Slimming down
The second principal of analytics that is germane here is that analyzed data begins as a set of individual, granular "fact" data which then needs to be grouped and aggregated. Because of this, the ExtraHop software can and does a great deal of aggregation work at the point of data collection, before the data is sent up to the machine learning infrastructure in the cloud. This approach greatly reduces the number of rows that need to be processed and scored against the machine learning models.

The result: a very clever and optimized approach to collecting massive volumes of time series data right off the network, then mapping and reducing (pun intended) that data into something much more compact. This approach greatly reduces the data gravity involved, making the anomaly detection work much more reasonable and practical. The cloud-based model scoring can then be done in relatively short order and the results can even be round-tripped back to the ExtraHop appliance on-premises, uniting the anomaly detection with the original packet-derived data.

Back to basics
ExtraHop's work here has bearing on a broader set of data analytics scenarios. First off, if you think about it, what the company has done with its domain-specific knowledge is to implement a very aggressive kind of data compression that mitigates data gravity and adds efficacy to a hybrid on-prem/cloud approach to analytics. Certainly, this kind of "compression" is "lossy," but that's very much by design, as analytics is all about getting insight from an important subset of raw data that is collected. With machine learning, this is even more the case.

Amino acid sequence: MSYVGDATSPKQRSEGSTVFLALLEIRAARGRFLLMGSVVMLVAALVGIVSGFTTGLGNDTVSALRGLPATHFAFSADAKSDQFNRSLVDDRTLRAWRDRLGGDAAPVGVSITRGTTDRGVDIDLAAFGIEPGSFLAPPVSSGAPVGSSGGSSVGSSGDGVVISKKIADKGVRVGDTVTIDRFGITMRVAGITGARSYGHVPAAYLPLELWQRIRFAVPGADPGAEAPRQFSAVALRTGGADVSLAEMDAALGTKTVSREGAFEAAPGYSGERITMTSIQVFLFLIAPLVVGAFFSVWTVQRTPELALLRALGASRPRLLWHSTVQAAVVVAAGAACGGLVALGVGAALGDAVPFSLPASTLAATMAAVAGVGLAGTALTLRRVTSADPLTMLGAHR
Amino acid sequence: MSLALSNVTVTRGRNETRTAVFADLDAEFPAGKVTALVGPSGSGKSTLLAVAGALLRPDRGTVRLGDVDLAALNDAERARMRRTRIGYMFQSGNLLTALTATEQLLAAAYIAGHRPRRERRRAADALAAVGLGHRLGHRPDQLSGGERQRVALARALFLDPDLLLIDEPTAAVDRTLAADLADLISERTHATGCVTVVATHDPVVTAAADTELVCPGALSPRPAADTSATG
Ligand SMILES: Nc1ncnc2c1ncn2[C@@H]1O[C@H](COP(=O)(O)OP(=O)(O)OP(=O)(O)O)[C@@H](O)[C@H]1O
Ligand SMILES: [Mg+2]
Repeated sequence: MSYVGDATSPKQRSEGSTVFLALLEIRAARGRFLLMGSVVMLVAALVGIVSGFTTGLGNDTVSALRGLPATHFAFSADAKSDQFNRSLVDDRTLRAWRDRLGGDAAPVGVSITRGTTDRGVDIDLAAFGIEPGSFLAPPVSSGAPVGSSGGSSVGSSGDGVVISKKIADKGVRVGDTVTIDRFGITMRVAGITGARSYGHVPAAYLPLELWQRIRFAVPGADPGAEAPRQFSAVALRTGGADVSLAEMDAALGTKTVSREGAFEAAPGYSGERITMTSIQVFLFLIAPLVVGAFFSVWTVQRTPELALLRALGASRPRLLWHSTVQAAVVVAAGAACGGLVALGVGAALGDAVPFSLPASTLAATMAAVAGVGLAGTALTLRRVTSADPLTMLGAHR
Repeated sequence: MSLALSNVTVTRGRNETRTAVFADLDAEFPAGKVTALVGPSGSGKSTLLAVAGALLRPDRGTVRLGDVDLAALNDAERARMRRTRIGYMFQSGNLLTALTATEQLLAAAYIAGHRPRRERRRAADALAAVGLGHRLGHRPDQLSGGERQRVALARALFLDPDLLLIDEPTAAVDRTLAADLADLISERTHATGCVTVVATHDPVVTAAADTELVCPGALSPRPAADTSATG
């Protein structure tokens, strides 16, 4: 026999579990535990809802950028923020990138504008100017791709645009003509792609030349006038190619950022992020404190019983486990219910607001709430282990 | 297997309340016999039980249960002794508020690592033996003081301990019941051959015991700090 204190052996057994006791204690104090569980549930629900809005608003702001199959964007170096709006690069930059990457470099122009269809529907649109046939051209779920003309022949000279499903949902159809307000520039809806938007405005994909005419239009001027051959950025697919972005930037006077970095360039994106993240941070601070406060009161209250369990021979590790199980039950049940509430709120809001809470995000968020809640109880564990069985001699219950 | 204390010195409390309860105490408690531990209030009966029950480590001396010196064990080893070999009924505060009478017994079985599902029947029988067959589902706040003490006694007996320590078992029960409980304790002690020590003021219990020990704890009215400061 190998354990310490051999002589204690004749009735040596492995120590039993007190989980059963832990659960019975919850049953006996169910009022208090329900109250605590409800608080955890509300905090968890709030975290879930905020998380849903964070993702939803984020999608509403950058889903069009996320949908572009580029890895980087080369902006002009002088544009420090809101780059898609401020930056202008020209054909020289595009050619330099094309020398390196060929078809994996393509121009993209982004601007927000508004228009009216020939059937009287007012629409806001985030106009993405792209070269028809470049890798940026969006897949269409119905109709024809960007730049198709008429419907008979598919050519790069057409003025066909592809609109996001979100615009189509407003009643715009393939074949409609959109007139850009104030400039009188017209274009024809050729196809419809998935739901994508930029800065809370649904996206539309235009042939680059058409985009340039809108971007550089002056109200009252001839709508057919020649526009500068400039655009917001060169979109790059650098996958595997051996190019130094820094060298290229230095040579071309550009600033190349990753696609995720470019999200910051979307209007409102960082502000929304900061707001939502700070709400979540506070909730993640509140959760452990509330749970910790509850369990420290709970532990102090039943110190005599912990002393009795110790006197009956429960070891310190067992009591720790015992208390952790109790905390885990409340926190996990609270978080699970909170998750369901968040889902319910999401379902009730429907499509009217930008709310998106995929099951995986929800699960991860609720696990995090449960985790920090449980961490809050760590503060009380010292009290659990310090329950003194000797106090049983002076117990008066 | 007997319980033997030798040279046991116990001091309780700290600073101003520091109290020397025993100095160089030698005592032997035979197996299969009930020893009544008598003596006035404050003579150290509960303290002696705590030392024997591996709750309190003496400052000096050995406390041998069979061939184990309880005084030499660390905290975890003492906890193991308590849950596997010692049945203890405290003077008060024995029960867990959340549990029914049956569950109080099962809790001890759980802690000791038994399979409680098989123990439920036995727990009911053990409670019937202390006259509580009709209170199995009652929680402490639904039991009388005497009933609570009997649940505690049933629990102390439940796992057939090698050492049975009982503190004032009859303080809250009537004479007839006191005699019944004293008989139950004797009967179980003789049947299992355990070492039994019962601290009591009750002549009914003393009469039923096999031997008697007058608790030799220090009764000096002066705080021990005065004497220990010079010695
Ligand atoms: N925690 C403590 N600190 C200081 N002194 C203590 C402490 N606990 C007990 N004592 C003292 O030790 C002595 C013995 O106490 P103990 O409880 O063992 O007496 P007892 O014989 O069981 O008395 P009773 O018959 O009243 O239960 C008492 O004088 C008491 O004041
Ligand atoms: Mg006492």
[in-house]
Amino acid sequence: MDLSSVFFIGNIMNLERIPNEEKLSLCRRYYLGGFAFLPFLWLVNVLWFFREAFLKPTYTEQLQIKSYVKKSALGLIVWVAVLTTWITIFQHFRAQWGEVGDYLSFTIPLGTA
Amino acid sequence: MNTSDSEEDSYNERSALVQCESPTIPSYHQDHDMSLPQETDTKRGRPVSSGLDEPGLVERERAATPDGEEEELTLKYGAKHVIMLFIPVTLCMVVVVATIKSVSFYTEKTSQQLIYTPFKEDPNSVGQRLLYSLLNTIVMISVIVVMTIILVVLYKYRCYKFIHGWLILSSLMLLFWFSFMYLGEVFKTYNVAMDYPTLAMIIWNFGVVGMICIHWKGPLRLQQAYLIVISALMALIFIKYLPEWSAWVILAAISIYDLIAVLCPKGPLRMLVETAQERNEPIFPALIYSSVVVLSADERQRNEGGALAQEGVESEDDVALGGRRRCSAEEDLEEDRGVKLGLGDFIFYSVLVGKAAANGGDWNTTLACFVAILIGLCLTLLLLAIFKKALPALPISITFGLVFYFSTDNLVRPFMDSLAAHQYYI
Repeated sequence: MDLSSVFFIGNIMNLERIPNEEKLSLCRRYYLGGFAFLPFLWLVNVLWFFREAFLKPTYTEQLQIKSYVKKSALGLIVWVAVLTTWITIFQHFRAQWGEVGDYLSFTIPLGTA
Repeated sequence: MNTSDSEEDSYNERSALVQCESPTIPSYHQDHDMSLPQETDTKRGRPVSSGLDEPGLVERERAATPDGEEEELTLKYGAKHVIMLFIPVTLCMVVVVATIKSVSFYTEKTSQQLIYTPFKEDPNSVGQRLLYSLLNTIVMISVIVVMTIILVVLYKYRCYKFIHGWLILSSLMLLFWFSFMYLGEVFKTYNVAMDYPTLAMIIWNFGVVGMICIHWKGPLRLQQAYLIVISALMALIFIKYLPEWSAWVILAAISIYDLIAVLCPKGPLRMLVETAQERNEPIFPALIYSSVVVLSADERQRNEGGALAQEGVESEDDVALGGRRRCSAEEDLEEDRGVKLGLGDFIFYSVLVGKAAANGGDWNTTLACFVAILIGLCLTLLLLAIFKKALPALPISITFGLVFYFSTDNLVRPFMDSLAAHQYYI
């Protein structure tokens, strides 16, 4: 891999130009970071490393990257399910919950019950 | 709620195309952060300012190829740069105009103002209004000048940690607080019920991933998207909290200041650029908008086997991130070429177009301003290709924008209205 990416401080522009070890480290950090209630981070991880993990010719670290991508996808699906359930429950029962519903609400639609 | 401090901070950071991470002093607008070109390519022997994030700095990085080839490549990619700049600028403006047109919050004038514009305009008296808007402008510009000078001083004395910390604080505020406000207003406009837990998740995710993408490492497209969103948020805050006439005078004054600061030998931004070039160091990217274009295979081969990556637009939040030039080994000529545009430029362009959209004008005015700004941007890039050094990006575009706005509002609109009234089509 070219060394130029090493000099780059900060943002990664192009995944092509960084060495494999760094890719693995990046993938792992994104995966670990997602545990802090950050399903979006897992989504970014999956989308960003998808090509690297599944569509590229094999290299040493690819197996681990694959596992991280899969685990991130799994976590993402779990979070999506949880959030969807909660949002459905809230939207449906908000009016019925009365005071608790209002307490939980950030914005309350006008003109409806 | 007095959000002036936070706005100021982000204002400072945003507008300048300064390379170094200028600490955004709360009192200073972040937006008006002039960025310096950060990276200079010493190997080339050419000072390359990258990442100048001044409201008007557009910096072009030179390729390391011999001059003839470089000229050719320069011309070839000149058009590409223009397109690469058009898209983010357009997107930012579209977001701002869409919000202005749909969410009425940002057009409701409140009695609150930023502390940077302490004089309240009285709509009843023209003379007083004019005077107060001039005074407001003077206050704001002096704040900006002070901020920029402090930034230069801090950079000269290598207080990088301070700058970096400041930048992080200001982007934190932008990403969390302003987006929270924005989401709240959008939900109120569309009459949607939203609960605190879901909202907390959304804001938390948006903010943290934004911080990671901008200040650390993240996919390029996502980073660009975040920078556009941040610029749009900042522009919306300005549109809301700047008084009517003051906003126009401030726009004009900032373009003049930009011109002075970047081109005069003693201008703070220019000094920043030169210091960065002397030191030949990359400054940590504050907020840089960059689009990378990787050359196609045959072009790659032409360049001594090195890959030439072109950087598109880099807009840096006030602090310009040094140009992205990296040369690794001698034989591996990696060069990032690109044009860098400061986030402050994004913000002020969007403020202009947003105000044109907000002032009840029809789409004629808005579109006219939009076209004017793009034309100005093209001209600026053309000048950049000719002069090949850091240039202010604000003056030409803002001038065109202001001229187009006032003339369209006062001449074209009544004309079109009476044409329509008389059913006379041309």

No matter how fast the Internet gets, no matter how cheap storage, memory and computing power become, new advances and applications will introduce conditions that stress capacity, so optimization never gets old-fashioned. In tech wave after tech wave, the industry seems to forget and rediscover this. ExtraHop has avoided forgetting it in the first place.

Secondly, though, ExtraHop's architecture is instructive for scenarios beyond its own implementation. It illuminates the importance of intelligent "edge" computing, and that has significant ramifications for IoT (the Internet of Things). Most IoT devices are fairly dumb, having just enough power to host sensors and transmit readings from them over the network, back to a much more intelligent hub. This leads to a kind of data "pollution" and to the resultant problem of cleaning it up. Moving all that data around is costly. Filtering that data, down to relevant subsets, and doing that as closely as possible to the point of data collection, is key to enabling machine learning capabilities and making them scalable.

Broader significance
There's irony here, in that a company whose approach is based on collecting the most granular, raw, unprocessed data available is also focused on slimming it down and adding as much value to it as possible, as quickly as possible. That yin and yang approach is what's most intriguing about the Addy product. And that approach needs to become much more widespread if the industry is going to reconcile working with Big Data on the one hand, and generating focused, pithy insights on the other.

This post was updated on March 6th to clarify that ExtraHop's Discover appliance participates in the Addy architecture; originally the article stated that it was ExtraHop's Explore appliance that did so.